Acts of Confidence
Often a poet leaves a whole book or more of unpublished work - a pile of promising early poems which later became an embarrassment, or a sequence of love lyrics too autobiographical to be published without the threat of lawsuits, or a last testament written in the throes of sickness and old age.
After Kendrick Smithyman died at the end of 1995, many observers would have expected a posthumous publication or two. Few, though, could have predicted the speedy appearance of a poem with a size, scope, and ambition unrivalled in the history of New Zealand literature. A sequence of two hundred and ninety-six pieces that cover two hundred and sixty-one pages and over one hundred and fifty years of history, Atua Wera had taken Smithyman decades to research and write, and still preoccupied him as he lay dying of cancer.
As a young man in the early 1950s, Smithyman had conceived of writing an epic poem set in his native Northland region of New Zealand. In the 1970s he seems to have decided to build his poem around the dramatic but mysterious figure of Papahurihia, the prophet who fused Maori and Christian beliefs and acted as tohunga to Hone Heke during the wars of the 1840s. Atua Wera - the words translate as 'fiery God', which was one of the names for the deity Papahurihia claimed to represent - makes a virtue out of the mystery that surrounds the prophet by supplementing the few reliable facts of his life with excursions into the history and landscapes of Northland, discussions of British imperialism and the complex dialectic between Pakeha and Maori cultures, and investigations into the many prophets who followed the tohunga of the north. The poem begins in 1814, and ends in the late twentieth century.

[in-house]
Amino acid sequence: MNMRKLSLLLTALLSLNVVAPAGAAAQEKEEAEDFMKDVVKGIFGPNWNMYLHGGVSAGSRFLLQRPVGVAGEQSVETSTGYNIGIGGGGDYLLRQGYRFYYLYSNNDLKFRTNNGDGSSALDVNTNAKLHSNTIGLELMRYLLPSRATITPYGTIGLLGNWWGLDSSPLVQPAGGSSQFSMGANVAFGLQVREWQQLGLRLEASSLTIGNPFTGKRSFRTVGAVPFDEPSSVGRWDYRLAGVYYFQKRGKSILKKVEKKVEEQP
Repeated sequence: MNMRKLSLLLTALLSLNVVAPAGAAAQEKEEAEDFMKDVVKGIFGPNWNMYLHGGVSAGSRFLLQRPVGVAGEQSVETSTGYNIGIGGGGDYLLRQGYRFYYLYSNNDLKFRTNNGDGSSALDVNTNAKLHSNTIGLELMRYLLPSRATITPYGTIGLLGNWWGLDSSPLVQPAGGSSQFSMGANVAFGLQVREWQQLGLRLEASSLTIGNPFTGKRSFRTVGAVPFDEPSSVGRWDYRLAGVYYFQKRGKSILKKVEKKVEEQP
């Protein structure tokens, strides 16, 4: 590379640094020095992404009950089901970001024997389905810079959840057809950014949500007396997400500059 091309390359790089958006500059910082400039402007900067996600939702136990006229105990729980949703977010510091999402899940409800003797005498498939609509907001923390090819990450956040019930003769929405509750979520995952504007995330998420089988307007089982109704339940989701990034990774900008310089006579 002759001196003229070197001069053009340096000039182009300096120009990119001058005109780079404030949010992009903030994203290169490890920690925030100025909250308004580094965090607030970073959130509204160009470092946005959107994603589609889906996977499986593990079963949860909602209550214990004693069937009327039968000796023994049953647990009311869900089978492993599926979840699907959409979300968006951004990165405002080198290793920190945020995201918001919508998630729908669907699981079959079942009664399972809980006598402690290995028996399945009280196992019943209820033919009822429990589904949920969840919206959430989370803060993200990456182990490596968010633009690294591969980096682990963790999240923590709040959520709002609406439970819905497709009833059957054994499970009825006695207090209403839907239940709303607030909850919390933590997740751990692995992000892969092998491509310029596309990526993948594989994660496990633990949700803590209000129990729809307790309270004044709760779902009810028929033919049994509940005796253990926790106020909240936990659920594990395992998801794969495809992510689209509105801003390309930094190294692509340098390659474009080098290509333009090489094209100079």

Anyone who writes an epic poem must have confidence - confidence in their ability to write with grace and with stamina, confidence in the importance of their subject matter, and - perhaps most importantly - confidence in their readers. As anybody who has slogged their way into the interior of Ezra Pound's Cantos or Milton's Satanic masterpiece can attest, an epic poem makes special requirements of its audience, as well as its author. When he wrote Atua Wera, Smithyman was betting that some of us would be prepared to follow him into the hinterland of New Zealand history, through a chaos of violent yet obscure events, fragmentary texts, and contradictory interpretations.
When it was published by Auckland University Press in 1997 Atua Wera received respectful, if slightly bewildered reviews. Writing in Metro, Smithyman's old friend Michael King called the book 'astonishing' and 'without precedent in New Zealand', but refrained from offering any detailed account of its contents; in Landfall, WH Oliver said that he'd enjoyed the text, but wasn't sure whether it constituted a poem or not.
In the last decade several more 'new' Smithyman books have appeared, and the man's reputation has grown steadily, to the point where his name is now invoked along with those of Baxter and Curnow when critics discuss New Zealand's greatest poets. Smithyman's poems and his literary criticism have attracted an increasing amount of academic attention, and a Masters paper based around his work has been taught at the University of Auckland.